AUGUSTA – Maine has enacted the country’s strongest statewide facial recognition law. Maine’s law prohibits the use of facial recognition technology in most areas of government, including in public schools, and for surveillance purposes. It strictly regulates how law enforcement officials may use facial recognition technology.
The bill, LD 1585, passed unanimously through both bodies of the Legislature, and became law without action from the governor.
The bill sponsor and representatives from the ACLU of Maine, the Maine State Police (MSP) and Maine Department of Public Safety (DPS) participated in negotiations that resulted in the compromise bill. It was voted out of committee with unanimous and bipartisan support.
“This is a huge victory for privacy rights and civil liberties in Maine,” said bill sponsor Rep. Grayson Lookner (Portland). “It’s also a victory for bipartisanship and cooperation. I hope that Maine can provide an example to other states that want to rein in the government's ability to use facial recognition and other invasive biometric technologies.”
The ACLU is leading a nationwide movement to defend privacy rights and civil liberties against the threat of facial recognition. As part of ACLU-led efforts, municipalities across the country have regulated the use of facial recognition technology, including a successful campaign last year in Portland, Maine, supported by the ACLU of Maine.
“Maine is at the forefront of a national movement to preserve civil rights and liberties in the digital age,” said Alison Beyea, executive director at the ACLU of Maine. “Democracy is stronger and communities are safer when we have clear rules and accountability for how governments use new and emerging technologies.”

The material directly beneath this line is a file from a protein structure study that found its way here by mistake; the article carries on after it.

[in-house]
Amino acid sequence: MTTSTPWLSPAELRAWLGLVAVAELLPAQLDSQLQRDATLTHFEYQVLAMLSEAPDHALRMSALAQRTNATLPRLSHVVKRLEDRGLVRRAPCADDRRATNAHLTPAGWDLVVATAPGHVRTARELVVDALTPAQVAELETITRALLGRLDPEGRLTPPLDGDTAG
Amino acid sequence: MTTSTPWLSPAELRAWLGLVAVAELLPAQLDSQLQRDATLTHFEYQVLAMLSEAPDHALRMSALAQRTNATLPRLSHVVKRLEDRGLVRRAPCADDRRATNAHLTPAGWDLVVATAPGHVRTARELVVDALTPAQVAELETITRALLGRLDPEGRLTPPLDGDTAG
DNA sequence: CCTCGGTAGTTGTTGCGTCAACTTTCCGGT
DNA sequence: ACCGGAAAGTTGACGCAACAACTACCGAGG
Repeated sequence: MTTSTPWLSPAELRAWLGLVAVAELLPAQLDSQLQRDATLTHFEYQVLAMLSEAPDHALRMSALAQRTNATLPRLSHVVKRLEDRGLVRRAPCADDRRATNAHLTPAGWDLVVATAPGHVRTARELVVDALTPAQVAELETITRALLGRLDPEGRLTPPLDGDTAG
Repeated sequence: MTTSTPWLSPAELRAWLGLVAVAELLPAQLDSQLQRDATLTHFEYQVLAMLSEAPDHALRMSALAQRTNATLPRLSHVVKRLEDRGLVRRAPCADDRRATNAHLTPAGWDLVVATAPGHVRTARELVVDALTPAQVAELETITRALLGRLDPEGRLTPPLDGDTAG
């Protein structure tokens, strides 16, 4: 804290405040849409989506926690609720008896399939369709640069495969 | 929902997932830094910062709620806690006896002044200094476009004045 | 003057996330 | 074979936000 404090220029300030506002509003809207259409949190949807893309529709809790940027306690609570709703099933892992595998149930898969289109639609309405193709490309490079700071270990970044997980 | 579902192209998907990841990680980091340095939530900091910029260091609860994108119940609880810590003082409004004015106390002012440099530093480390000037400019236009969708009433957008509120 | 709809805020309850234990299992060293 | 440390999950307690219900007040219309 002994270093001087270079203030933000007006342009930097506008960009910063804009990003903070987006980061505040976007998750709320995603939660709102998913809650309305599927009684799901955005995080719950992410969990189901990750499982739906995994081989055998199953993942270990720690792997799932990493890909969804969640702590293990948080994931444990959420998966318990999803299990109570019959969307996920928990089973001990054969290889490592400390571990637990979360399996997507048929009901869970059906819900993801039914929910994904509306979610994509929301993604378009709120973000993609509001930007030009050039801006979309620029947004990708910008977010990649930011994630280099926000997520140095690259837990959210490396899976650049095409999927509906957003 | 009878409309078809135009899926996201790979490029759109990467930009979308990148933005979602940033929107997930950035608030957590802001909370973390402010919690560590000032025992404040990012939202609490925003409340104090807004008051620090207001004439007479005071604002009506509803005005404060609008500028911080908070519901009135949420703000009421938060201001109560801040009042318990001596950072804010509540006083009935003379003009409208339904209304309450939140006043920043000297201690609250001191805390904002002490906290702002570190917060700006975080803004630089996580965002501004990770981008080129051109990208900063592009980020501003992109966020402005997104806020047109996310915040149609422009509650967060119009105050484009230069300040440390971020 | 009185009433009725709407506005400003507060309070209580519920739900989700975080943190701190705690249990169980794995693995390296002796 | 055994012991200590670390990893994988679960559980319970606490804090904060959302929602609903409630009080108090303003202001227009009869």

Maine’s law stands in sharp contrast to the only other statewide approach to regulating face recognition in the United States, a law passed in Washington state in 2020. That law, which was backed by Microsoft, authorizes police across the state to use facial recognition technology to conduct mass surveillance of people’s public movements, habits, and associations. A coalition of civil rights, religious, and community organizations led by the ACLU of Washington opposed the law.
“Maine is showing the rest of the country what it looks like when we the people are in control of our civil rights and civil liberties, not tech companies that stand to profit from widespread government use of face surveillance technology,” said Michael Kebede, policy counsel at the ACLU of Maine. “The overwhelming support for this law shows Mainers agree that we can’t let technology or tech companies dictate the contours of our core constitutional rights.”
Maine’s law prohibits public officials and public employees at the state, county and municipal levels from possessing and using facial recognition technology, with extremely limited exceptions.
Under Maine’s rules, law enforcement may request a facial recognition search from the FBI and the state’s Bureau of Motor Vehicles (BMV) if they have probable cause to believe an unidentified person in an image has committed a serious crime. The BMV and the Maine State Police are required to collect data on search requests from law enforcement. The law stipulates that the results of a facial recognition search do not alone constitute probable cause for law enforcement officers to arrest or search a person. Individuals may bring a lawsuit if they believe a government agency or official has violated the law.